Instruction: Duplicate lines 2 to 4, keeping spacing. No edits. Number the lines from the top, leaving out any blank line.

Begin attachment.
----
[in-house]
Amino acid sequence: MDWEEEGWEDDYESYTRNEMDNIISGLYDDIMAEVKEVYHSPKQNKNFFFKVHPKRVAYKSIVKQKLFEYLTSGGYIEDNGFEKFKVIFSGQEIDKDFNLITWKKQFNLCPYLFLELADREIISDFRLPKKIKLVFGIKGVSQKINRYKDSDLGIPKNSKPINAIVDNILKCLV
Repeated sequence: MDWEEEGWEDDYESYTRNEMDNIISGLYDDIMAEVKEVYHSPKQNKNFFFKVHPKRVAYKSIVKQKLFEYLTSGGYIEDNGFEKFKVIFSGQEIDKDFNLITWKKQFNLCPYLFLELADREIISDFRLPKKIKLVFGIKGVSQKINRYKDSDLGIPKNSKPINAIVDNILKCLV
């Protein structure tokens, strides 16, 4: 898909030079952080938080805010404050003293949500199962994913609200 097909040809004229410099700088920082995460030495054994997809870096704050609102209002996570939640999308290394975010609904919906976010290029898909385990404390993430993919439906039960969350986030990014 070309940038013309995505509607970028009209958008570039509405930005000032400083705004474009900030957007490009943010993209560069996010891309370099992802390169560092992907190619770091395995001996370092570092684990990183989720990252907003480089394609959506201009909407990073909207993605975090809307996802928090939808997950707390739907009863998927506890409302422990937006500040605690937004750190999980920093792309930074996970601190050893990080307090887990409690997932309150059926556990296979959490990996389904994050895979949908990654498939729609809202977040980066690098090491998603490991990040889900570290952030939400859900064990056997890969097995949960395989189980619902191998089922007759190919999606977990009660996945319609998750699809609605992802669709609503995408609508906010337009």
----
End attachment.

Amino acid sequence: MDWEEEGWEDDYESYTRNEMDNIISGLYDDIMAEVKEVYHSPKQNKNFFFKVHPKRVAYKSIVKQKLFEYLTSGGYIEDNGFEKFKVIFSGQEIDKDFNLITWKKQFNLCPYLFLELADREIISDFRLPKKIKLVFGIKGVSQKINRYKDSDLGIPKNSKPINAIVDNILKCLV
Repeated sequence: MDWEEEGWEDDYESYTRNEMDNIISGLYDDIMAEVKEVYHSPKQNKNFFFKVHPKRVAYKSIVKQKLFEYLTSGGYIEDNGFEKFKVIFSGQEIDKDFNLITWKKQFNLCPYLFLELADREIISDFRLPKKIKLVFGIKGVSQKINRYKDSDLGIPKNSKPINAIVDNILKCLV
């Protein structure tokens, strides 16, 4: 898909030079952080938080805010404050003293949500199962994913609200 097909040809004229410099700088920082995460030495054994997809870096704050609102209002996570939640999308290394975010609904919906976010290029898909385990404390993430993919439906039960969350986030990014 070309940038013309995505509607970028009209958008570039509405930005000032400083705004474009900030957007490009943010993209560069996010891309370099992802390169560092992907190619770091395995001996370092570092684990990183989720990252907003480089394609959506201009909407990073909207993605975090809307996802928090939808997950707390739907009863998927506890409302422990937006500040605690937004750190999980920093792309930074996970601190050893990080307090887990409690997932309150059926556990296979959490990996389904994050895979949908990654498939729609809202977040980066690098090491998603490991990040889900570290952030939400859900064990056997890969097995949960395989189980619902191998089922007759190919999606977990009660996945319609998750699809609605992802669709609503995408609508906010337009």